Contributor: Ashley Johnson
Years in the field: 7
Topic: Severe Economic Hardship Employment Authorization
A student came in for walk-ins to discuss the financial hardship her family recently experienced. While her family was able to support her education in the US in the past, unforeseen circumstances have changed their level of support.
We discussed employment regulations for F-1 students and on-campus employment. She has an on-campus position of 13 hours, but we suggested she ask her supervisor if they could increase her hours to 20.
Because her financial status was severe, she requested to apply for Severe Economic Hardship employment authorization. Detailed information regarding this process can be found in the NAFSA Adviser’s Manual 360 in Chapter 3.I.3. Regulations for this option can be found in 8 CFR 214.2(f)(9)(ii).
We assisted with the following process:
The student is currently waiting for adjudication from USCIS.
Setting policies and procedures for cases that do not come across your desk often will help with advising students confidently. Finding on-campus solutions can help students while the application is being adjudicated. Ensure the student you are here to assist, but the adjudication of the application will be completed by USCIS and not the ISSS office.
You can be an advocate for your students and for international education today:
Is financing Study Abroad an issue for your students? U.S. Senators Richard Durbin (D-IL) and Roger Wicker (R-MS) reintroduced the Senator Paul Simon Study Abroad Program Act in Congress in late September. This bipartisan bill will expand study abroad opportunities for U.S. undergraduate students. It has been a long-time priority for NAFSA, and is now supported by a growing number of organizations. You can help build support for this bill by contacting your senator today.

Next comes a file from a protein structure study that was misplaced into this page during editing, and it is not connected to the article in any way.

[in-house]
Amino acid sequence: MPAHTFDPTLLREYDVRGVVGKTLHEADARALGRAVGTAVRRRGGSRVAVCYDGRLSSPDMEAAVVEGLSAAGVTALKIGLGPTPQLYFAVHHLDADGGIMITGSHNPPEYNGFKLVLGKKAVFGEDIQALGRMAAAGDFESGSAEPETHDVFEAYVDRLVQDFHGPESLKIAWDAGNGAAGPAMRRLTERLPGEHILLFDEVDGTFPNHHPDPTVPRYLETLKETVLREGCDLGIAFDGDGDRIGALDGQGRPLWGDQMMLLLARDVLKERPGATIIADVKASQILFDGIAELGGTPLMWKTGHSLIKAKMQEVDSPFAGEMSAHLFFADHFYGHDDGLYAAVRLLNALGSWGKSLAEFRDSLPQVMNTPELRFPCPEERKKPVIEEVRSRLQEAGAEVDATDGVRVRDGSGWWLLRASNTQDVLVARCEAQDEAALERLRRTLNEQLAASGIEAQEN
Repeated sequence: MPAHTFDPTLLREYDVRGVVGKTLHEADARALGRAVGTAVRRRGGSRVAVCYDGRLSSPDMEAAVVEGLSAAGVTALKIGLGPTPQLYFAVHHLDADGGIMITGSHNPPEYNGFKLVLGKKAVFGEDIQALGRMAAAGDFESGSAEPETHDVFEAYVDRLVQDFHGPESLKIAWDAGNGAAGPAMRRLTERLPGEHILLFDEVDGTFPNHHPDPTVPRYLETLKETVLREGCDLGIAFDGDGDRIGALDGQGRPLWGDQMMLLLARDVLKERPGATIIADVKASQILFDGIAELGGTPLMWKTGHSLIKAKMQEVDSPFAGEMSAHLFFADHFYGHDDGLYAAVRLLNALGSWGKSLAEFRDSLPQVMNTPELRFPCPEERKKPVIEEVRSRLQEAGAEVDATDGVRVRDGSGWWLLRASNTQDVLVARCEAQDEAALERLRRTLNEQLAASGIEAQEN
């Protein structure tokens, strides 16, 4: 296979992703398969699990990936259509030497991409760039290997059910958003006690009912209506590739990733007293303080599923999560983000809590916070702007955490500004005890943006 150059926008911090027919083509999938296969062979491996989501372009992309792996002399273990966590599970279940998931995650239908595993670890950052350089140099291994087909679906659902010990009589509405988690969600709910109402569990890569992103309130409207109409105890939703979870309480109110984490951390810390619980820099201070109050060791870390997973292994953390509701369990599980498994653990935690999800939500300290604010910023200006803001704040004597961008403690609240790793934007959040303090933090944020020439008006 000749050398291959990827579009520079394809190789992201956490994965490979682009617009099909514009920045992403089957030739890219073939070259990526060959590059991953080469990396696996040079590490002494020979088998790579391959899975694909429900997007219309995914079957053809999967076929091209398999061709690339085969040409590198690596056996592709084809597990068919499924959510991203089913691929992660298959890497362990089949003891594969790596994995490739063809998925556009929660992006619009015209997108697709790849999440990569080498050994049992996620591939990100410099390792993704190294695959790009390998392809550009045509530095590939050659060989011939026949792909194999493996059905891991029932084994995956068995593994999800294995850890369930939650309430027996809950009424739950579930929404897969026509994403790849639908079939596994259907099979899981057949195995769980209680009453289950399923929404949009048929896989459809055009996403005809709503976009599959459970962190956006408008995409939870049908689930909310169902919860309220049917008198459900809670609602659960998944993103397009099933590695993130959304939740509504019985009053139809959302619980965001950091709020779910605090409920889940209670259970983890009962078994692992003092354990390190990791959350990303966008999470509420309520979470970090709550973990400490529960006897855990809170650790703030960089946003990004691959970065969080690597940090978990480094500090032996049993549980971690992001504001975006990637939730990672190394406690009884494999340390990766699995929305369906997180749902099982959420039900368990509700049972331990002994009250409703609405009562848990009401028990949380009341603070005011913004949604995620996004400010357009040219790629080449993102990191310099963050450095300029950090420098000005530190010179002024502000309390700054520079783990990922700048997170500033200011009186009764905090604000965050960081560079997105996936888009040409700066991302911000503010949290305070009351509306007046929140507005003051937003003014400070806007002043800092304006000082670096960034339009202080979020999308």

Contributor: Chase Harvey
Affiliation: Georgia Institute of Technology
Topic: EAD card errors and Potomac Service Center
As many of you already know, USCIS has been failing to update SEVIS with application status and actual OPT approval dates. In some cases students have been approved for OPT for weeks but their SEVIS record is never updated. This presents a variety of issues for both students and their DSOs. To resolve this, DSOs needed to submit a correction request through SEVIS RTI in order to amend the application status and dates. After working on one such case, I received a survey from USCIS asking for my feedback on the correction request process.
In the survey I went into detail regarding USCIS’s failure to process EADs properly and the ramifications for students and DSOs. I just received a helpful call back from the Ombudsman’s office regarding the feedback I gave in the survey. Noteworthy points below:
1.SEVP is working with USCIS to resolve these issues
2.The Potomac Service Center has had a large number of errors with processing EADs and similarly has been failing to update SEVIS properly with approvals and dates
3.In December, SEVP is hoping to release a feature to allow the direct upload of EADs into SEVIS at the time of submitting a correction request